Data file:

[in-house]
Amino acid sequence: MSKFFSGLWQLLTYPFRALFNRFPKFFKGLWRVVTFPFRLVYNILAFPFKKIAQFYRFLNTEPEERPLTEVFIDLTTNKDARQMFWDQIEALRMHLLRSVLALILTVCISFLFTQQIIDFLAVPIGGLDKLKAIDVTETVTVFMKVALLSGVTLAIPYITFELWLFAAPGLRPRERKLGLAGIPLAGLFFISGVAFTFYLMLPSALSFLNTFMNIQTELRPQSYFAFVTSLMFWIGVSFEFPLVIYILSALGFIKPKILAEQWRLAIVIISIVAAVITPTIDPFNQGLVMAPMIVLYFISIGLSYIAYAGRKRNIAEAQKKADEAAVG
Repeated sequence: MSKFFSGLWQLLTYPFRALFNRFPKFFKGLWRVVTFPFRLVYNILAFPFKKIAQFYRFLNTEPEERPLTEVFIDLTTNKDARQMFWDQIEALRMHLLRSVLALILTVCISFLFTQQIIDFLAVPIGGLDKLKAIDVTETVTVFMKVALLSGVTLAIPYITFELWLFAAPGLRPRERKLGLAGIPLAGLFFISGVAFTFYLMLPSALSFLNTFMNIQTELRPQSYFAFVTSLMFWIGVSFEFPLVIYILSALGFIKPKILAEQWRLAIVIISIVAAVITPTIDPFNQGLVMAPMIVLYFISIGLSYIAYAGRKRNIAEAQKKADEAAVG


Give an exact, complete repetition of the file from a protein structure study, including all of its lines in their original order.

[in-house]
Amino acid sequence: MSKFFSGLWQLLTYPFRALFNRFPKFFKGLWRVVTFPFRLVYNILAFPFKKIAQFYRFLNTEPEERPLTEVFIDLTTNKDARQMFWDQIEALRMHLLRSVLALILTVCISFLFTQQIIDFLAVPIGGLDKLKAIDVTETVTVFMKVALLSGVTLAIPYITFELWLFAAPGLRPRERKLGLAGIPLAGLFFISGVAFTFYLMLPSALSFLNTFMNIQTELRPQSYFAFVTSLMFWIGVSFEFPLVIYILSALGFIKPKILAEQWRLAIVIISIVAAVITPTIDPFNQGLVMAPMIVLYFISIGLSYIAYAGRKRNIAEAQKKADEAAVG
Repeated sequence: MSKFFSGLWQLLTYPFRALFNRFPKFFKGLWRVVTFPFRLVYNILAFPFKKIAQFYRFLNTEPEERPLTEVFIDLTTNKDARQMFWDQIEALRMHLLRSVLALILTVCISFLFTQQIIDFLAVPIGGLDKLKAIDVTETVTVFMKVALLSGVTLAIPYITFELWLFAAPGLRPRERKLGLAGIPLAGLFFISGVAFTFYLMLPSALSFLNTFMNIQTELRPQSYFAFVTSLMFWIGVSFEFPLVIYILSALGFIKPKILAEQWRLAIVIISIVAAVITPTIDPFNQGLVMAPMIVLYFISIGLSYIAYAGRKRNIAEAQKKADEAAVG